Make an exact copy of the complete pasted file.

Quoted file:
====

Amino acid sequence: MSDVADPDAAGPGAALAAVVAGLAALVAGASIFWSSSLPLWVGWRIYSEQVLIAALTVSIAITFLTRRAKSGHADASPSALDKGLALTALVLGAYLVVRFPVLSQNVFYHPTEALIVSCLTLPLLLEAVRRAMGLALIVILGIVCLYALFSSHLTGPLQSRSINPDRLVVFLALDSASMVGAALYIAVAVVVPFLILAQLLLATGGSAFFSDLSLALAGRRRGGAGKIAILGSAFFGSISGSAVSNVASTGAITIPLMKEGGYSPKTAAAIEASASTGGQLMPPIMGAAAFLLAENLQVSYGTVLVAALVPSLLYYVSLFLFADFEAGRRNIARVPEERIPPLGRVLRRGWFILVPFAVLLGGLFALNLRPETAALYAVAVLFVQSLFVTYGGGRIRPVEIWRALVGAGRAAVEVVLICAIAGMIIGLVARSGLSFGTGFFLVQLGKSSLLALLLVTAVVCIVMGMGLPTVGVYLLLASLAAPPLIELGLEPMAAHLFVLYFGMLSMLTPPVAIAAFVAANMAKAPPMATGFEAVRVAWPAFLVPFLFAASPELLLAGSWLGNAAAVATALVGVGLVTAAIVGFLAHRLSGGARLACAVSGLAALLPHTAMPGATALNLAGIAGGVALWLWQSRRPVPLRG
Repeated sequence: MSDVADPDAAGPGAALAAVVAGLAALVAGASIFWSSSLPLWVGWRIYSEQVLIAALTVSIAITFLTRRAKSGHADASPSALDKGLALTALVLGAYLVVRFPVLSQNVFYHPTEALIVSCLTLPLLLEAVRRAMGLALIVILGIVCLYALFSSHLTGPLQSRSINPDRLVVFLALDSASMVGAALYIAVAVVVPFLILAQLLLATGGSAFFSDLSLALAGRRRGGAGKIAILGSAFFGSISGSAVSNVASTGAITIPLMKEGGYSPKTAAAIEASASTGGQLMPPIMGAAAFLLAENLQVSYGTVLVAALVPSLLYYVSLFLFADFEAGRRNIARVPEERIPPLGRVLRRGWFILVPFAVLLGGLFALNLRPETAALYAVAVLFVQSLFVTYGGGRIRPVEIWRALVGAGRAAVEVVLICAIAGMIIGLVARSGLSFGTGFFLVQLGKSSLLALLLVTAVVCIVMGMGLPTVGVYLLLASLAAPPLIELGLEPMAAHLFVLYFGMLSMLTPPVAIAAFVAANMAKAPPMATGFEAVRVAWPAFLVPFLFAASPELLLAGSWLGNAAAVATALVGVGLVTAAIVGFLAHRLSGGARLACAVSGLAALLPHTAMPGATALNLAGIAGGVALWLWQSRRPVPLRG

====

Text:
Amino acid sequence: MSDVADPDAAGPGAALAAVVAGLAALVAGASIFWSSSLPLWVGWRIYSEQVLIAALTVSIAITFLTRRAKSGHADASPSALDKGLALTALVLGAYLVVRFPVLSQNVFYHPTEALIVSCLTLPLLLEAVRRAMGLALIVILGIVCLYALFSSHLTGPLQSRSINPDRLVVFLALDSASMVGAALYIAVAVVVPFLILAQLLLATGGSAFFSDLSLALAGRRRGGAGKIAILGSAFFGSISGSAVSNVASTGAITIPLMKEGGYSPKTAAAIEASASTGGQLMPPIMGAAAFLLAENLQVSYGTVLVAALVPSLLYYVSLFLFADFEAGRRNIARVPEERIPPLGRVLRRGWFILVPFAVLLGGLFALNLRPETAALYAVAVLFVQSLFVTYGGGRIRPVEIWRALVGAGRAAVEVVLICAIAGMIIGLVARSGLSFGTGFFLVQLGKSSLLALLLVTAVVCIVMGMGLPTVGVYLLLASLAAPPLIELGLEPMAAHLFVLYFGMLSMLTPPVAIAAFVAANMAKAPPMATGFEAVRVAWPAFLVPFLFAASPELLLAGSWLGNAAAVATALVGVGLVTAAIVGFLAHRLSGGARLACAVSGLAALLPHTAMPGATALNLAGIAGGVALWLWQSRRPVPLRG
Repeated sequence: MSDVADPDAAGPGAALAAVVAGLAALVAGASIFWSSSLPLWVGWRIYSEQVLIAALTVSIAITFLTRRAKSGHADASPSALDKGLALTALVLGAYLVVRFPVLSQNVFYHPTEALIVSCLTLPLLLEAVRRAMGLALIVILGIVCLYALFSSHLTGPLQSRSINPDRLVVFLALDSASMVGAALYIAVAVVVPFLILAQLLLATGGSAFFSDLSLALAGRRRGGAGKIAILGSAFFGSISGSAVSNVASTGAITIPLMKEGGYSPKTAAAIEASASTGGQLMPPIMGAAAFLLAENLQVSYGTVLVAALVPSLLYYVSLFLFADFEAGRRNIARVPEERIPPLGRVLRRGWFILVPFAVLLGGLFALNLRPETAALYAVAVLFVQSLFVTYGGGRIRPVEIWRALVGAGRAAVEVVLICAIAGMIIGLVARSGLSFGTGFFLVQLGKSSLLALLLVTAVVCIVMGMGLPTVGVYLLLASLAAPPLIELGLEPMAAHLFVLYFGMLSMLTPPVAIAAFVAANMAKAPPMATGFEAVRVAWPAFLVPFLFAASPELLLAGSWLGNAAAVATALVGVGLVTAAIVGFLAHRLSGGARLACAVSGLAALLPHTAMPGATALNLAGIAGGVALWLWQSRRPVPLRG